The following article is via CNN.com: The deadly terrorist attacks in Mumbai, India happened five years ago this week. Indians, Americans and Jews were all targeted in the assault.
But amid the carnage of that night, a story of hope and survival emerged, involving a Jewish child and his Indian nanny, who saved the boy during the attack and has stayed by his side ever since.
Moshe is a typical, rambunctious 7-year-old. He currently lives with his maternal grandparents Rabbi Shimon and Yehudit Rosenberg in Afula
“Funny guy, this boy.” Samuel said.
His nanny Sandra Samuel raised him from a baby.
“You’re becoming big now,” Samuel said. “I can’t carry you.”
But carry him she did, through gunfire and smoke five years ago in Mumbai, when terrorists stormed the Jewish center where they were living, killing Moshe’s parents Gavriel Holtzberg and his wife Rivka.
“Even now I can picture Rabbi Gabby and Rifki screaming and Rabbi Gabby fighting the terrorists,” Samuel said. “The sound of it even now, I can see as a picture.”
Reciting Psalms 23, Sandra shepherded Moshe to safety. Once security forces regained control, they found six people were dead.
Moshe’s parents’ bodies were brought to Israel. Rivki’s father Rabbi Shimon Rosenberg helped bury them on the Mount of Olives.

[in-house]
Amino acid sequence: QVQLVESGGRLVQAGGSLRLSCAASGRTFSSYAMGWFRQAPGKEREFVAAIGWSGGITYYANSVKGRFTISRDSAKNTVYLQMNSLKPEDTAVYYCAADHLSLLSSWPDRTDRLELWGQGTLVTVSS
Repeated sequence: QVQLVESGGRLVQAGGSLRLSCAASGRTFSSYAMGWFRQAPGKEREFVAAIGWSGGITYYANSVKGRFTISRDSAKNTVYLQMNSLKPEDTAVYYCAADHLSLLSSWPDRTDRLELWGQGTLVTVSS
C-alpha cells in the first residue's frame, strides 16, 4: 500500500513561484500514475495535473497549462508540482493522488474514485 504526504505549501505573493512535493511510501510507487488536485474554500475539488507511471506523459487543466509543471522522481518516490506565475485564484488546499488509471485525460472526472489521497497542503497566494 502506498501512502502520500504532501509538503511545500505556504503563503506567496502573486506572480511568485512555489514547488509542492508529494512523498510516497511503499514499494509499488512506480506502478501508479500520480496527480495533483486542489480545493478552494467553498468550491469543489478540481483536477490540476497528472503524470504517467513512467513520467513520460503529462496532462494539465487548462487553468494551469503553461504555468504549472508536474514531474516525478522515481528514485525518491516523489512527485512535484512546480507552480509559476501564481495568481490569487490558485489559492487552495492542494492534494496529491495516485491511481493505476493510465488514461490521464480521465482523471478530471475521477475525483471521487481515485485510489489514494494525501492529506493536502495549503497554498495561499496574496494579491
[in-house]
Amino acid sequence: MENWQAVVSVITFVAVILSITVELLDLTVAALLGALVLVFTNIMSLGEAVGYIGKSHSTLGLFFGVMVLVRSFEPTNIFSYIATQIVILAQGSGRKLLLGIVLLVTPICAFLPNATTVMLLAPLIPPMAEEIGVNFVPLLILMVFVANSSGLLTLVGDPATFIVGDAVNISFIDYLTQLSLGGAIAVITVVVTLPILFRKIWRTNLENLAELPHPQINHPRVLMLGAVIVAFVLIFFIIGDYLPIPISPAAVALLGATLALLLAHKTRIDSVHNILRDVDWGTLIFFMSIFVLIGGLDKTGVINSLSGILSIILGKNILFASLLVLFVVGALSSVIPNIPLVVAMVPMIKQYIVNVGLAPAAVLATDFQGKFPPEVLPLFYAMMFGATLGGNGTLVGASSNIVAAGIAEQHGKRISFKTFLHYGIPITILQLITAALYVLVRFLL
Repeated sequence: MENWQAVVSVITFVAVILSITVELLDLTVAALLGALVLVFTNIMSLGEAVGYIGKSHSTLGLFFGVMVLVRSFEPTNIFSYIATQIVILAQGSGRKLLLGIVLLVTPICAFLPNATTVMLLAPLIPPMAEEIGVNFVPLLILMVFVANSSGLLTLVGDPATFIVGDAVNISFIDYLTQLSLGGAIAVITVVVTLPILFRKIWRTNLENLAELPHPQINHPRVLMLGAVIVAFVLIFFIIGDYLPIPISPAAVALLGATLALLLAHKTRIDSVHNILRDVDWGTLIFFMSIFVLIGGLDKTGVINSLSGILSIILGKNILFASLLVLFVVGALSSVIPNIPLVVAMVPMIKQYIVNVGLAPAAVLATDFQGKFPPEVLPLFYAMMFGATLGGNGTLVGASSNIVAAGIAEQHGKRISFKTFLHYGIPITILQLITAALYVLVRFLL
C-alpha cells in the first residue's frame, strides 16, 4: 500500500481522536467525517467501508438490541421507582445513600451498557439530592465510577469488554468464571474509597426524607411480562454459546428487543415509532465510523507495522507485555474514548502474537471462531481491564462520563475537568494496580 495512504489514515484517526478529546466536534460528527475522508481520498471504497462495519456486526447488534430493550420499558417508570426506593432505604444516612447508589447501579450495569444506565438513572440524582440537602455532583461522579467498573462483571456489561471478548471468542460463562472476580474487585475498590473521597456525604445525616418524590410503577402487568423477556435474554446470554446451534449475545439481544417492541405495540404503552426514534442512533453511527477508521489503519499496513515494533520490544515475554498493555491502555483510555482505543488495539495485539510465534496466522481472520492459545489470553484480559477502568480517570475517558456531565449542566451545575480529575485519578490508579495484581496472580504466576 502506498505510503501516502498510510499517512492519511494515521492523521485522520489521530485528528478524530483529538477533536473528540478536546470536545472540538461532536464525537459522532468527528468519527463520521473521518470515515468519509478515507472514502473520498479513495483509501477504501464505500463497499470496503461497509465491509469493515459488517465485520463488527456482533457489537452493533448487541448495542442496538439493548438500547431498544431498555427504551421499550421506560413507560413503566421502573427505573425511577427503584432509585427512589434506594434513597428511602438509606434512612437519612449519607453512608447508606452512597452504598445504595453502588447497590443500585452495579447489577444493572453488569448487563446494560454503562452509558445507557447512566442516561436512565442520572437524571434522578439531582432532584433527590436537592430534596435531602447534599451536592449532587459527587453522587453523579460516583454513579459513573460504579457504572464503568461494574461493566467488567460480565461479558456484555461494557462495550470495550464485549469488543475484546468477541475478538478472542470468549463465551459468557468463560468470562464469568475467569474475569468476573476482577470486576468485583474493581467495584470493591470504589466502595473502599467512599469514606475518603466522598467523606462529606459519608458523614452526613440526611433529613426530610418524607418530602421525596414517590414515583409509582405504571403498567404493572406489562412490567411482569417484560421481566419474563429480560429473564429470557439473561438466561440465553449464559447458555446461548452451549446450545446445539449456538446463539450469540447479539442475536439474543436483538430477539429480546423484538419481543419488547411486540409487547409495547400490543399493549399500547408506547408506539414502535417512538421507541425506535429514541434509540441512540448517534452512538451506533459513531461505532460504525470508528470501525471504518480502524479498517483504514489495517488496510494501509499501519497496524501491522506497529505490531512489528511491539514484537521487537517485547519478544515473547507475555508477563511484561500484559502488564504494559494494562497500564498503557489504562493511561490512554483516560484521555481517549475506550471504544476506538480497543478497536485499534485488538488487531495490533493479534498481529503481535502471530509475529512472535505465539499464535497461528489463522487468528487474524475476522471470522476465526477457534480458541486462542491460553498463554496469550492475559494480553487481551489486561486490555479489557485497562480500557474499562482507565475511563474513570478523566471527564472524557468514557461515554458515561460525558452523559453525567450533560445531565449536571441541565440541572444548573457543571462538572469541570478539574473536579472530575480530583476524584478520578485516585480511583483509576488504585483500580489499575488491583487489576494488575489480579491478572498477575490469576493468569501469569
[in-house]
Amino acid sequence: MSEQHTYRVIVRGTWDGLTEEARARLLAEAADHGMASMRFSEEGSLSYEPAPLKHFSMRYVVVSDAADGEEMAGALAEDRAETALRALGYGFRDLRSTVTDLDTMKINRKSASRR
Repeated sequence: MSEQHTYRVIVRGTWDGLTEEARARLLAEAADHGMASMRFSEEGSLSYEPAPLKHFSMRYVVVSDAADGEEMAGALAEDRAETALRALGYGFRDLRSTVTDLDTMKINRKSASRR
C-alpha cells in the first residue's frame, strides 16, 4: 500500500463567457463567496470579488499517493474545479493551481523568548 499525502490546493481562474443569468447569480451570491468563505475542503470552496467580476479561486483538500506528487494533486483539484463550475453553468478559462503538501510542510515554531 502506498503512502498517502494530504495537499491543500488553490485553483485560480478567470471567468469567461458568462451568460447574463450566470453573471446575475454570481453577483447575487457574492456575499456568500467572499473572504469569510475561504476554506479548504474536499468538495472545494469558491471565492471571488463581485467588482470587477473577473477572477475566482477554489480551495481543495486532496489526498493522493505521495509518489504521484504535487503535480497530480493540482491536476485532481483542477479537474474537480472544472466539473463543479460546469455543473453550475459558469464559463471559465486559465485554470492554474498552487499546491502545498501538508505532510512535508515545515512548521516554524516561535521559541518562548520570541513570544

“Sandra the nanny, it is not a regular nanny; a nanny who feels like an angel from God who take the boy.”
Sandra is never far from Moshe’s side.
“Moshe boy and I will always be close,” Samuel said. “I hope we will always have this connection.”
“I meet Moshe twice a month He is a healthy and happy boy, who has a team of psychiatrists, paediatricians and social workers to look after his development. He has been immunized according to the Israeli health ministry’s protocols. When he was around four years old, he had once said he wanted to go to his Abba’s house. His resemblance to his father is extremely strong, and I feel like I am meeting Gavriel every time I meet Moshe,” said Dr Aaron Abraham, a close personal friend of the Holtzbergs.
Moshe’s grandfather wants to keep memories of his daughter and son-in-law alive. He’s constructing a community center to honor the young caretakers of the Mumbai Jewish Center.
He also hopes it’ll inspire Moshe.
“What the father and mother were doing only life give for somebody, also Moshe boy since he was a small one, I give it in his mind you need to do the same your mother and father was doing,” Rosenberg said.
There might be some solace for Sandra in that. She still carries regret.
“Bravery?” Samuel said. “I can’t say I was brave at that moment. If I was brave, I could have gone on that same day and done something for the parents.
While she may question her bravery, for this family there is no question. She is a hero.
(YWN – Studio B)